I am interested in finding out about electrical stimulation therapy for swallowing.
Electric stimulation therapy for swallowing rehabilitation has received much popular press attention recently. Both patients and practitioners have been contacting us to ask for more information. Here is what we know to date.
E-stim is a technique in which a small electric current is passed across the skin into the muscles in the anterior neck. Presumably, these muscle groups would include the submental muscles (suprahyoid) and the infrahyoid group. It is not known how deep the electrical current will travel so it is unknown whether pharyngeal constrictors are involved. Some advocates have suggested that this technique may facilitate laryngeal elevation and pharyngeal contraction, but we have not seen convincing evidence of that on a clinical population.
Stimulation by electrical current tends to facilitate muscle contraction. In simple terms, it may serve to provide a pseudo-exercise to stimulated muscle groups. This activity may create a facilitatory environment in which functionally impaired muscle groups may enjoy enhanced rehabilitation. However, the presence of e-stim alone is not likely to provide maximum rehabilitative outcome. Electrical stimulation should produce the greatest positive outcome when paired with an appropriate and focused functional therapy program.
Current limitations of the e-stim approach include limited training options (to our knowledge only two groups have offered training programs on this approach for dysphagia); limited clinical research (research in existence is of poor quality but new studies are underway); and the potential for misuse of the approach (it is reasonable to assume that no approach is appropriate for all patients and much like the old "00" mirrors of the early 80's, we must be cautious in the application of any new technique pending appropriate clinical research findings). We must support efforts that evaluate a variety of swallowing therapy protocols in combination with the e-stim approach and we must be willing to evaluate a variety of e-stim parameters and applications.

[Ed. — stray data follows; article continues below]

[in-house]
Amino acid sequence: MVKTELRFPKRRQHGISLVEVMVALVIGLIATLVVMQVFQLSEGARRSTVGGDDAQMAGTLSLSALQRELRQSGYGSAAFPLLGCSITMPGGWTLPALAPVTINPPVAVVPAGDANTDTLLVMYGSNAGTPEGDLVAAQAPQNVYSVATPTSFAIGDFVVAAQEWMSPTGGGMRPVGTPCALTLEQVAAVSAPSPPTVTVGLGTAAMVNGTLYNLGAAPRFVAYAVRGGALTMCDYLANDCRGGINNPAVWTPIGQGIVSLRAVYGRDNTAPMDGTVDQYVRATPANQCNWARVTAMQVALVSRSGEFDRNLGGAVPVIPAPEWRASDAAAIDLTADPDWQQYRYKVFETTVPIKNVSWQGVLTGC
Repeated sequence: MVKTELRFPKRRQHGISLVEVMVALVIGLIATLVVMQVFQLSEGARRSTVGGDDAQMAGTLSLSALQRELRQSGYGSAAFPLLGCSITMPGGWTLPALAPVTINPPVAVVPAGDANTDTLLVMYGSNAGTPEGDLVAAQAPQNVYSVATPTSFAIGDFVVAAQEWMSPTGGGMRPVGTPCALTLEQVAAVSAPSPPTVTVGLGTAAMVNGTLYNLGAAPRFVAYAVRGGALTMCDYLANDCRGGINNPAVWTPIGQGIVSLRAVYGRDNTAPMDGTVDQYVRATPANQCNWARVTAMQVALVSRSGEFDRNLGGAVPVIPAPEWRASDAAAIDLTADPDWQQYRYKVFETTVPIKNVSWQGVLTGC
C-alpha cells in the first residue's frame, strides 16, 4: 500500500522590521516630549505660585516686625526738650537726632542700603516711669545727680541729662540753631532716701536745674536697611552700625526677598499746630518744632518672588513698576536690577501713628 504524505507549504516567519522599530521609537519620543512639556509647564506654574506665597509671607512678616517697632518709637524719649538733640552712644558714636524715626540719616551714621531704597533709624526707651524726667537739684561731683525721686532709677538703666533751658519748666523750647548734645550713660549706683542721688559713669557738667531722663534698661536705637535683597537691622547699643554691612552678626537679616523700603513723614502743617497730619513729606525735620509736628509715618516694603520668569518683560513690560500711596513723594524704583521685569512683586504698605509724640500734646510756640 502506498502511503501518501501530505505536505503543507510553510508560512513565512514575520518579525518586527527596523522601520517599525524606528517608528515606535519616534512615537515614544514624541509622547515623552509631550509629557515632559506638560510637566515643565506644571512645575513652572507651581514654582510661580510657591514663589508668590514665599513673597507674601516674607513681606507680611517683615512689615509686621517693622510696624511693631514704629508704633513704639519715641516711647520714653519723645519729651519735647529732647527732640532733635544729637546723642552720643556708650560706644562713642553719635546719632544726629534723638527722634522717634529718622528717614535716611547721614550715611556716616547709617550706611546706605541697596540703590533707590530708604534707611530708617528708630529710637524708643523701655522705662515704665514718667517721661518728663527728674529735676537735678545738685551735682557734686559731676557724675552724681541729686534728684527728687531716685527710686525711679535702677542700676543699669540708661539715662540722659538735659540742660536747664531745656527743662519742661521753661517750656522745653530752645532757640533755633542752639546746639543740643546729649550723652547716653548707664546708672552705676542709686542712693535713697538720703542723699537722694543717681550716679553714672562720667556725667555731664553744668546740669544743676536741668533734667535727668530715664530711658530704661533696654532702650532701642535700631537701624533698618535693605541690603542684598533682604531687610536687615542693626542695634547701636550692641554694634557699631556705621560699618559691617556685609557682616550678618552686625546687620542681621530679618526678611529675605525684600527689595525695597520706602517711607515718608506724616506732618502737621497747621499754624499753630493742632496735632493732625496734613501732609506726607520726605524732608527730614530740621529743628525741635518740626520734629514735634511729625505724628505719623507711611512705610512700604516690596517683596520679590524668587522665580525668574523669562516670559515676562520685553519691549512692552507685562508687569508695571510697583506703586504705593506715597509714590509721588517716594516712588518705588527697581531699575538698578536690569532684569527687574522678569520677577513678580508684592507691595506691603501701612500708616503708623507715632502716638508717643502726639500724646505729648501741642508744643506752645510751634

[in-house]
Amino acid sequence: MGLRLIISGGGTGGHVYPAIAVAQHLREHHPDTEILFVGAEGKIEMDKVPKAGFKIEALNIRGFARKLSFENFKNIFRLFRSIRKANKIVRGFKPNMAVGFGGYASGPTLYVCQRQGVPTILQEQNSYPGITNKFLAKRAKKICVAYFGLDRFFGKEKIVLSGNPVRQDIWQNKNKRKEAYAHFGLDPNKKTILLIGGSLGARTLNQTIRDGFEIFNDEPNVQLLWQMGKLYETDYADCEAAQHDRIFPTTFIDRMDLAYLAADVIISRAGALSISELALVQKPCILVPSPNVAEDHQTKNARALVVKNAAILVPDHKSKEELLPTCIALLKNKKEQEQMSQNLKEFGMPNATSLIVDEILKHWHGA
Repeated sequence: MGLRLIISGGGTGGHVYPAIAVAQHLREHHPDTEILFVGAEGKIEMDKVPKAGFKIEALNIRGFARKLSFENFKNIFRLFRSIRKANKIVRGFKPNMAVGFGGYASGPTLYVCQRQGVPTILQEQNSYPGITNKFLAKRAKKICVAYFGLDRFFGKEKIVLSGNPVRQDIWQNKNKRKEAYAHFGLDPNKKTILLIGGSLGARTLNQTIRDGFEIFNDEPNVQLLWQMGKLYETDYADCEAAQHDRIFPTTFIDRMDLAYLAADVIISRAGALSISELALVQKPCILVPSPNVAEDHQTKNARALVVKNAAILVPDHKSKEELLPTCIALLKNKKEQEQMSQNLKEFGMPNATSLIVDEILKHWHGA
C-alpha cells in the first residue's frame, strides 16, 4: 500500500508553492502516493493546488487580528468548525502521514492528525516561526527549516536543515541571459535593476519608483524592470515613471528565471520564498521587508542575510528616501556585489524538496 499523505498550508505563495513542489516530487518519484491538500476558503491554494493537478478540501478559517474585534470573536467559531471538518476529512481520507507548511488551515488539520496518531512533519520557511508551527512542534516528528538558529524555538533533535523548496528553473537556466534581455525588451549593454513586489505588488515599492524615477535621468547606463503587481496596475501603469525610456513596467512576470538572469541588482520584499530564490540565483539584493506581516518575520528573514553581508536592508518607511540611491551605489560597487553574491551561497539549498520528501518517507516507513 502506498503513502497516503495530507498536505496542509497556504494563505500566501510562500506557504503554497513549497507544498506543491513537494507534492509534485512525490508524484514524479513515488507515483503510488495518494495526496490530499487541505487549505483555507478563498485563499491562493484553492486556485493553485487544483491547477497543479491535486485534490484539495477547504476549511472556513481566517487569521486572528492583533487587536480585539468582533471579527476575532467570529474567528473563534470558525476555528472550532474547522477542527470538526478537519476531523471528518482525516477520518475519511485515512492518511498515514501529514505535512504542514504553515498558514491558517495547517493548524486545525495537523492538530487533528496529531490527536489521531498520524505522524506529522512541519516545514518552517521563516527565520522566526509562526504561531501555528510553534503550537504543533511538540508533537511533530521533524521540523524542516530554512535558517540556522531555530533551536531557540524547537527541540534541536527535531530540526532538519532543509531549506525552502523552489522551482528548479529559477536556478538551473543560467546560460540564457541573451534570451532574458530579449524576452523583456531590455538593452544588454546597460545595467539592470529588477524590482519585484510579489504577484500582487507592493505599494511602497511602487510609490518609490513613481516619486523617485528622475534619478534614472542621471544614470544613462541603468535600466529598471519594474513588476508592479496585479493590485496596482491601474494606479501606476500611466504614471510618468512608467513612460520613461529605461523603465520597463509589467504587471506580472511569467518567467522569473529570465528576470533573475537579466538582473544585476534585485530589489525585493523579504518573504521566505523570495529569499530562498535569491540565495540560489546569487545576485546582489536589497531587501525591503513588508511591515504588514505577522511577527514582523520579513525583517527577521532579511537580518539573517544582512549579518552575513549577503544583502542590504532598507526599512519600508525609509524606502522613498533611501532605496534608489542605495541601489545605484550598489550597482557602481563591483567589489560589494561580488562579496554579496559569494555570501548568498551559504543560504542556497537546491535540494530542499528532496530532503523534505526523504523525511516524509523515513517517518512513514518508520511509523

Electrical stimulation has a long history in basic research and in rehabilitation within other professions. We need to cautiously move forward and gather experience and data simultaneously to better understand the full spectrum of opportunities of this approach applied to our patients.
Michael A. Crary, PhD., is a Professor of Speech-Language Pathology and Director of the Florida Dysphagia Institute at the University of Florida Health Science Center. Dr. Crary's current clinical and research interests revolve around disorders of swallowing, specifically improving assessment and treatment strategies. Current research projects include studies of the clinical and instrumental evaluation of dysphagia and outcomes of various treatments. He has a long history as a practicing clinician and remains active in patient care. He has written and lectured extensively, including internationally, on these topics. His latest project is the text "The Introduction to Adult Swallowing Disorders" with Michael Groher. He has served as assistant director of the ASHA Special Interest Division #13: Dysphagia. He is a former nominee for the DiCarlo award from ASHA, a recipient of the Outstanding Clinical Achievement Award from ASHA, and has been elected as a Fellow of ASHA.